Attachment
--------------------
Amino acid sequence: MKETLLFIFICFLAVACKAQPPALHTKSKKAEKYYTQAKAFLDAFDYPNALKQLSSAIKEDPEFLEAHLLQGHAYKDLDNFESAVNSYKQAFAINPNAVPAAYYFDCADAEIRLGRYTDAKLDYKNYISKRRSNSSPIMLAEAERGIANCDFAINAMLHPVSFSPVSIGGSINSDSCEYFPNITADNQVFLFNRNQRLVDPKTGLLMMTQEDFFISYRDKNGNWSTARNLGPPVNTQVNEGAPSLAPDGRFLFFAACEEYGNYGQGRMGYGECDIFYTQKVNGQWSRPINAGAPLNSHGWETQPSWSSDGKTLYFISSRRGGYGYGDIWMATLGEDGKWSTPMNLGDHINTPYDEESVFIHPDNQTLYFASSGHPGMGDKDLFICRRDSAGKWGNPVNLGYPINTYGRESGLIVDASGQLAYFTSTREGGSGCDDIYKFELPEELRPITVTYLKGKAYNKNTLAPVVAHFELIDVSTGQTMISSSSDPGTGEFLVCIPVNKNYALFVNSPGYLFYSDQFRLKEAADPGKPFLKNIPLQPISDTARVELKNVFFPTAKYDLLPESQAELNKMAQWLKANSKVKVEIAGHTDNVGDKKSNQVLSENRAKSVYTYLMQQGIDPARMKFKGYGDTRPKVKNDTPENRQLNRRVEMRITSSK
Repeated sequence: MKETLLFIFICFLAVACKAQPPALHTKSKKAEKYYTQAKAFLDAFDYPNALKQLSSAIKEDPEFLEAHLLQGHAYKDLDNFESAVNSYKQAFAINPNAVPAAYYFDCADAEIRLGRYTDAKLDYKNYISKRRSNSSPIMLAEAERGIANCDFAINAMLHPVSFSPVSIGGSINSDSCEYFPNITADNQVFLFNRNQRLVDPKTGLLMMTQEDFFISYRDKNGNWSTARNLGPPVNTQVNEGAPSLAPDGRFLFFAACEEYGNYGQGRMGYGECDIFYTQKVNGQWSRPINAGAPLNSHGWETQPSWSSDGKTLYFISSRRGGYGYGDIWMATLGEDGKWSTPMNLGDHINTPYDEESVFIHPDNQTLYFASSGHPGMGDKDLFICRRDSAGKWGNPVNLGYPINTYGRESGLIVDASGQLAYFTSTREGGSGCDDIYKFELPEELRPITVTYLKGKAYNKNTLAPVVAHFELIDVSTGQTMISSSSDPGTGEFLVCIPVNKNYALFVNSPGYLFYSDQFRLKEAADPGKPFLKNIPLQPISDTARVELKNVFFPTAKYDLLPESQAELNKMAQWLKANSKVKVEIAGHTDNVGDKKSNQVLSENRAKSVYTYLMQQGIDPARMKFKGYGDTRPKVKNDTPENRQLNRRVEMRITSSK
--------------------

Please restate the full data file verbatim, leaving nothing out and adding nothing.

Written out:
Amino acid sequence: MKETLLFIFICFLAVACKAQPPALHTKSKKAEKYYTQAKAFLDAFDYPNALKQLSSAIKEDPEFLEAHLLQGHAYKDLDNFESAVNSYKQAFAINPNAVPAAYYFDCADAEIRLGRYTDAKLDYKNYISKRRSNSSPIMLAEAERGIANCDFAINAMLHPVSFSPVSIGGSINSDSCEYFPNITADNQVFLFNRNQRLVDPKTGLLMMTQEDFFISYRDKNGNWSTARNLGPPVNTQVNEGAPSLAPDGRFLFFAACEEYGNYGQGRMGYGECDIFYTQKVNGQWSRPINAGAPLNSHGWETQPSWSSDGKTLYFISSRRGGYGYGDIWMATLGEDGKWSTPMNLGDHINTPYDEESVFIHPDNQTLYFASSGHPGMGDKDLFICRRDSAGKWGNPVNLGYPINTYGRESGLIVDASGQLAYFTSTREGGSGCDDIYKFELPEELRPITVTYLKGKAYNKNTLAPVVAHFELIDVSTGQTMISSSSDPGTGEFLVCIPVNKNYALFVNSPGYLFYSDQFRLKEAADPGKPFLKNIPLQPISDTARVELKNVFFPTAKYDLLPESQAELNKMAQWLKANSKVKVEIAGHTDNVGDKKSNQVLSENRAKSVYTYLMQQGIDPARMKFKGYGDTRPKVKNDTPENRQLNRRVEMRITSSK
Repeated sequence: MKETLLFIFICFLAVACKAQPPALHTKSKKAEKYYTQAKAFLDAFDYPNALKQLSSAIKEDPEFLEAHLLQGHAYKDLDNFESAVNSYKQAFAINPNAVPAAYYFDCADAEIRLGRYTDAKLDYKNYISKRRSNSSPIMLAEAERGIANCDFAINAMLHPVSFSPVSIGGSINSDSCEYFPNITADNQVFLFNRNQRLVDPKTGLLMMTQEDFFISYRDKNGNWSTARNLGPPVNTQVNEGAPSLAPDGRFLFFAACEEYGNYGQGRMGYGECDIFYTQKVNGQWSRPINAGAPLNSHGWETQPSWSSDGKTLYFISSRRGGYGYGDIWMATLGEDGKWSTPMNLGDHINTPYDEESVFIHPDNQTLYFASSGHPGMGDKDLFICRRDSAGKWGNPVNLGYPINTYGRESGLIVDASGQLAYFTSTREGGSGCDDIYKFELPEELRPITVTYLKGKAYNKNTLAPVVAHFELIDVSTGQTMISSSSDPGTGEFLVCIPVNKNYALFVNSPGYLFYSDQFRLKEAADPGKPFLKNIPLQPISDTARVELKNVFFPTAKYDLLPESQAELNKMAQWLKANSKVKVEIAGHTDNVGDKKSNQVLSENRAKSVYTYLMQQGIDPARMKFKGYGDTRPKVKNDTPENRQLNRRVEMRITSSK